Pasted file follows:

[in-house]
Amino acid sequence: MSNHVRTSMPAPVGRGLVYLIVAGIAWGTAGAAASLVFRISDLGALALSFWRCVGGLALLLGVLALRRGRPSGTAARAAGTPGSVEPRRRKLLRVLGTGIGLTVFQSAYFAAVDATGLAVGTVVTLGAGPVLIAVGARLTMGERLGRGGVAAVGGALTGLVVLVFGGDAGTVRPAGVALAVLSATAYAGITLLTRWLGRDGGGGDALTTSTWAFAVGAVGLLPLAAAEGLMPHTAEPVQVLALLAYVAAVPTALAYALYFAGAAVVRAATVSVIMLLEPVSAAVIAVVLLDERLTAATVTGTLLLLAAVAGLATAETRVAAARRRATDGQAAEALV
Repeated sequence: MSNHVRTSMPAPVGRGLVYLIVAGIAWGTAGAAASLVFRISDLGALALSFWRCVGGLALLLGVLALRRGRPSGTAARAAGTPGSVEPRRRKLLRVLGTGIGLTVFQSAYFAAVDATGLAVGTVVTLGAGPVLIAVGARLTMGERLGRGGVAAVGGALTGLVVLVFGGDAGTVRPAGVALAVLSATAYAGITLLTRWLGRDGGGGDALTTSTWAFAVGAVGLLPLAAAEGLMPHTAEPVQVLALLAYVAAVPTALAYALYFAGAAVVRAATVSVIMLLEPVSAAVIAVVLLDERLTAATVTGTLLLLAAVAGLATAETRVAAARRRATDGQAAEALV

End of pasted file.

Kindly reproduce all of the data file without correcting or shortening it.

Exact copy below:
[in-house]
Amino acid sequence: MSNHVRTSMPAPVGRGLVYLIVAGIAWGTAGAAASLVFRISDLGALALSFWRCVGGLALLLGVLALRRGRPSGTAARAAGTPGSVEPRRRKLLRVLGTGIGLTVFQSAYFAAVDATGLAVGTVVTLGAGPVLIAVGARLTMGERLGRGGVAAVGGALTGLVVLVFGGDAGTVRPAGVALAVLSATAYAGITLLTRWLGRDGGGGDALTTSTWAFAVGAVGLLPLAAAEGLMPHTAEPVQVLALLAYVAAVPTALAYALYFAGAAVVRAATVSVIMLLEPVSAAVIAVVLLDERLTAATVTGTLLLLAAVAGLATAETRVAAARRRATDGQAAEALV
Repeated sequence: MSNHVRTSMPAPVGRGLVYLIVAGIAWGTAGAAASLVFRISDLGALALSFWRCVGGLALLLGVLALRRGRPSGTAARAAGTPGSVEPRRRKLLRVLGTGIGLTVFQSAYFAAVDATGLAVGTVVTLGAGPVLIAVGARLTMGERLGRGGVAAVGGALTGLVVLVFGGDAGTVRPAGVALAVLSATAYAGITLLTRWLGRDGGGGDALTTSTWAFAVGAVGLLPLAAAEGLMPHTAEPVQVLALLAYVAAVPTALAYALYFAGAAVVRAATVSVIMLLEPVSAAVIAVVLLDERLTAATVTGTLLLLAAVAGLATAETRVAAARRRATDGQAAEALV